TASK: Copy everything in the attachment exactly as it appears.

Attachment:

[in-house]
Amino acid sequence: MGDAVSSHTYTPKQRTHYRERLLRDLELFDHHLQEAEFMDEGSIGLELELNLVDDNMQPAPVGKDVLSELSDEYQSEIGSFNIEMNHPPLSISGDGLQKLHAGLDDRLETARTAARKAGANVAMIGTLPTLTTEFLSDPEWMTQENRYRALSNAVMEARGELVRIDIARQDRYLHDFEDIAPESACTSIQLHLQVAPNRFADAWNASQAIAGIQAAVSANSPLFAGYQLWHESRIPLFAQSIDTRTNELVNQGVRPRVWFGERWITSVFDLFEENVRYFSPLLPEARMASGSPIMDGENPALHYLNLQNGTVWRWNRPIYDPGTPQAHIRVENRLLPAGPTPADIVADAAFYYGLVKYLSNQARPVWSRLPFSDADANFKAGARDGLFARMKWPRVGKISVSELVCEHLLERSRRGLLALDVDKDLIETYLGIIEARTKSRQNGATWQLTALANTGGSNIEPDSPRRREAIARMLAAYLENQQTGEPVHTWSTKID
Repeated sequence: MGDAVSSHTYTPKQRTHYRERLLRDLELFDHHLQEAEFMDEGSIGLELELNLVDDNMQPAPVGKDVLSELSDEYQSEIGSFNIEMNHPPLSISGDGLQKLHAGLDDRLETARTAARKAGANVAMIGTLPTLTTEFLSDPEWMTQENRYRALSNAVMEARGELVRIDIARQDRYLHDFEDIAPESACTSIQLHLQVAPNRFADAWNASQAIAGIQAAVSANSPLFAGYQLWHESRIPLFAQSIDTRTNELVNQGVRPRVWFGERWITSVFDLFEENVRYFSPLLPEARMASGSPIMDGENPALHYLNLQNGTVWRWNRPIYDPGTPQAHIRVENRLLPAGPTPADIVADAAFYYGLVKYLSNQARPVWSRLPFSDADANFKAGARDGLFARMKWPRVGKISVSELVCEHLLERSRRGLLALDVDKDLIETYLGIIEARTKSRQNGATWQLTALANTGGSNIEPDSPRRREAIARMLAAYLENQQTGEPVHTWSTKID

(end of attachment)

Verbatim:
[in-house]
Amino acid sequence: MGDAVSSHTYTPKQRTHYRERLLRDLELFDHHLQEAEFMDEGSIGLELELNLVDDNMQPAPVGKDVLSELSDEYQSEIGSFNIEMNHPPLSISGDGLQKLHAGLDDRLETARTAARKAGANVAMIGTLPTLTTEFLSDPEWMTQENRYRALSNAVMEARGELVRIDIARQDRYLHDFEDIAPESACTSIQLHLQVAPNRFADAWNASQAIAGIQAAVSANSPLFAGYQLWHESRIPLFAQSIDTRTNELVNQGVRPRVWFGERWITSVFDLFEENVRYFSPLLPEARMASGSPIMDGENPALHYLNLQNGTVWRWNRPIYDPGTPQAHIRVENRLLPAGPTPADIVADAAFYYGLVKYLSNQARPVWSRLPFSDADANFKAGARDGLFARMKWPRVGKISVSELVCEHLLERSRRGLLALDVDKDLIETYLGIIEARTKSRQNGATWQLTALANTGGSNIEPDSPRRREAIARMLAAYLENQQTGEPVHTWSTKID
Repeated sequence: MGDAVSSHTYTPKQRTHYRERLLRDLELFDHHLQEAEFMDEGSIGLELELNLVDDNMQPAPVGKDVLSELSDEYQSEIGSFNIEMNHPPLSISGDGLQKLHAGLDDRLETARTAARKAGANVAMIGTLPTLTTEFLSDPEWMTQENRYRALSNAVMEARGELVRIDIARQDRYLHDFEDIAPESACTSIQLHLQVAPNRFADAWNASQAIAGIQAAVSANSPLFAGYQLWHESRIPLFAQSIDTRTNELVNQGVRPRVWFGERWITSVFDLFEENVRYFSPLLPEARMASGSPIMDGENPALHYLNLQNGTVWRWNRPIYDPGTPQAHIRVENRLLPAGPTPADIVADAAFYYGLVKYLSNQARPVWSRLPFSDADANFKAGARDGLFARMKWPRVGKISVSELVCEHLLERSRRGLLALDVDKDLIETYLGIIEARTKSRQNGATWQLTALANTGGSNIEPDSPRRREAIARMLAAYLENQQTGEPVHTWSTKID